End of life care and “best interests”: update

We previously noted the case of JB v University Hospitals Plymouth NHS Trust & Anor [2020] EWCA Civ 1772, in which the Court of Appeal considered the case of RS, a Pole, who had had a heart attack in November 2020 and had suffered serious brain-damage as a result of oxygen deprivation. In the Court of Protection, Cohen J had decided that it was in RS’s best interests to receive palliative care only rather than life-sustaining treatment, and the Court of Appeal refused an application for permission to appeal against that decision. RS’s birth family, from whom he was estranged, had argued that, as a Roman Catholic, RS would wish to be kept alive and had unsuccessfully sought permission to appeal the decision. There had also been also two failed applications for interim relief to the European Court of Human Rights, one of them by the Polish Government.

On 30 & 31 December, the matter returned to the Court of Protection, and in Z v University Hospitals Plymouth NHS Trust & Ors [2020] EWCOP 69, Cohen J considered a further application by RS’s niece, which was opposed by the NHS Trust and RS’s wife and was not supported by the Official Solicitor (OS) representing RS [9]. She sought three orders:

(i) that she be allowed to rely on the report of, and call in evidence, Dr Pullicino, a consultant neurologist who was also a Roman Catholic priest;

(ii) a declaration that it was lawful and in the best interests of RS to receive clinically-assisted nutrition and hydration; and

(iii) a declaration that it is lawful and in RS’s best interests for him to be transferred to Poland for further treatment [7].

Cohen J refused to make the orders sought.

As to the report and evidence of Dr Pullicino, Cohen J found some of it “unaccountably vague” and from sources that could not be regarded as “reliably objective” [13].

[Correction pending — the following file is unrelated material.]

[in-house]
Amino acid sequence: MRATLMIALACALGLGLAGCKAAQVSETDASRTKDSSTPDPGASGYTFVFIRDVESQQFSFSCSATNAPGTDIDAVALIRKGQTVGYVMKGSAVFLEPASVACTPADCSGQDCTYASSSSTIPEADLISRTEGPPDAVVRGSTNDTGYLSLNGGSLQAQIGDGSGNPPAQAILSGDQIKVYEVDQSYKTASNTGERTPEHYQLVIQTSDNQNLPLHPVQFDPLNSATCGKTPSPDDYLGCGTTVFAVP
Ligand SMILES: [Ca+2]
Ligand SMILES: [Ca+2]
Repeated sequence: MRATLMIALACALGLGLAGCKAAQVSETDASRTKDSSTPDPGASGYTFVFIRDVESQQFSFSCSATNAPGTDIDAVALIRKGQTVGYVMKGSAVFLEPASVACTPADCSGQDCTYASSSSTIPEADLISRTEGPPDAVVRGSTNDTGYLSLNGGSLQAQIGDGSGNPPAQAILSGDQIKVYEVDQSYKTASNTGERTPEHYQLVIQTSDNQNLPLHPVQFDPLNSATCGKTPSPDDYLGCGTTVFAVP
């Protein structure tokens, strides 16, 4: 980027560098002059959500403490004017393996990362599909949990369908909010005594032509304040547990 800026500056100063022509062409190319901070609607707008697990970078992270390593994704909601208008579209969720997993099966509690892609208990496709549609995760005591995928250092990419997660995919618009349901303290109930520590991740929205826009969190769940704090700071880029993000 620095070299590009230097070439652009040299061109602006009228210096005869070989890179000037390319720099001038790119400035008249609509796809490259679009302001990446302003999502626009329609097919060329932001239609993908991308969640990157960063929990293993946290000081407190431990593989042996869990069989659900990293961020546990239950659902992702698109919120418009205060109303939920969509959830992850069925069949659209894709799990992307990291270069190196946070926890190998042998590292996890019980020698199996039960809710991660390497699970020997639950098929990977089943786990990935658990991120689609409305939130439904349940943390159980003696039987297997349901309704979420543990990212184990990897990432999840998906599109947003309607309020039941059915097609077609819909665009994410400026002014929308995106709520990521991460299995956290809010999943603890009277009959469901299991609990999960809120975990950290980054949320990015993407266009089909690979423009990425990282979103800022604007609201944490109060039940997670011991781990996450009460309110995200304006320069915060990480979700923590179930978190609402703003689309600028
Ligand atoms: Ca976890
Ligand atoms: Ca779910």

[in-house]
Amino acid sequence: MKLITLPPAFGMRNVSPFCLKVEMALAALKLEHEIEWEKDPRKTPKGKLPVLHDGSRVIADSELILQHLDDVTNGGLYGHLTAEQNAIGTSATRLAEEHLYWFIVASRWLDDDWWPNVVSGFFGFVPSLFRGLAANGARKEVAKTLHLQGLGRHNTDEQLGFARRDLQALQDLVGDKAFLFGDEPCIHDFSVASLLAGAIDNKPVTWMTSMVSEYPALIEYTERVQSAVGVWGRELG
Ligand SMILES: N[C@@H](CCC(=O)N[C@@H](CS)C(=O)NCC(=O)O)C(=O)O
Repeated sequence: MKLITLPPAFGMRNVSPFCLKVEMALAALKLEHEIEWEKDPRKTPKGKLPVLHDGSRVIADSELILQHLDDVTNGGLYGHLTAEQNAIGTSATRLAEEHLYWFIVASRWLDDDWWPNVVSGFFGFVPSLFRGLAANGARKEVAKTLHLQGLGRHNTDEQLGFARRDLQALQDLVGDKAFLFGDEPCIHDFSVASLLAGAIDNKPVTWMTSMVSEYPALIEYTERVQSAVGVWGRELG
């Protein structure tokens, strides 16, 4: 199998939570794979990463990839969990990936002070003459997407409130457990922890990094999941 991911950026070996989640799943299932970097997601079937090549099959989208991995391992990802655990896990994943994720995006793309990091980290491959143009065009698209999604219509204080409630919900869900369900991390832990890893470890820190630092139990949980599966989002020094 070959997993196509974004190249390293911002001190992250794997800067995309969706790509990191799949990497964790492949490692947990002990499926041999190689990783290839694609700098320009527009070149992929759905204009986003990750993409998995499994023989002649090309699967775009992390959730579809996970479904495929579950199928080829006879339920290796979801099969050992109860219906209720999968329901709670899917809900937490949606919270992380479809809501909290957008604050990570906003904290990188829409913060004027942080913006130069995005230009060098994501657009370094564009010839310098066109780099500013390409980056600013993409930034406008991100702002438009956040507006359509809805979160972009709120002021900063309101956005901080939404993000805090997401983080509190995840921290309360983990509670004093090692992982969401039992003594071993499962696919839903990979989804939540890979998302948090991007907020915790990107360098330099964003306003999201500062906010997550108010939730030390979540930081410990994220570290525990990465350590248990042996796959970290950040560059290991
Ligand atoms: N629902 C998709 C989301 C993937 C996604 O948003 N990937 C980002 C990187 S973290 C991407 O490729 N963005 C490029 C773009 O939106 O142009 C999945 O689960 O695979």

As to the birth family’s application for a transfer of RS to Poland, though the Polish Ministry of Foreign Affairs and the Polish Ministry of Justice offered to provide take RS to Poland and treat him there, Cohen J “unhesitatingly” rejected that suggestion, on the grounds that it would be “an extremely risky operation”, “deeply uncomfortable for RS” and there was no suggestion that he could be given any treatment or care in Poland that could not be provided in UK if it were in his best interests. Furthermore, it was  “unthinkable that he should be moved against the wishes of his wife and children” [45].

The ECtHR had not yet decided whether to accept the application made by the family and by the Government of the Republic of Poland but had refused applications for interim measures to order implementation of life-saving treatment and/or the transfer of RS to his birth country and/or further medical examination [46]. It was “highly unsatisfactory” that RS’s nutrition and hydration had been provided and then turned off on two occasions so far. Nevertheless, it was appropriate that there should be a continuation of the stay on the implementation of the order made on 15 December 2020 for a very limited time to permit the family and/or the Polish government to seek to persuade the ECtHR to make a different order from that made so far  [47]. Cohen J  therefore continued the stay until 4 pm on 7 January 2021 [48].

Cite this article as: Frank Cranmer, "End of life care and “best interests”: update" in Law & Religion UK, 15 January 2021, https://lawandreligionuk.com/2021/01/15/end-of-life-care-best-interests-and-article-6-echr-update/

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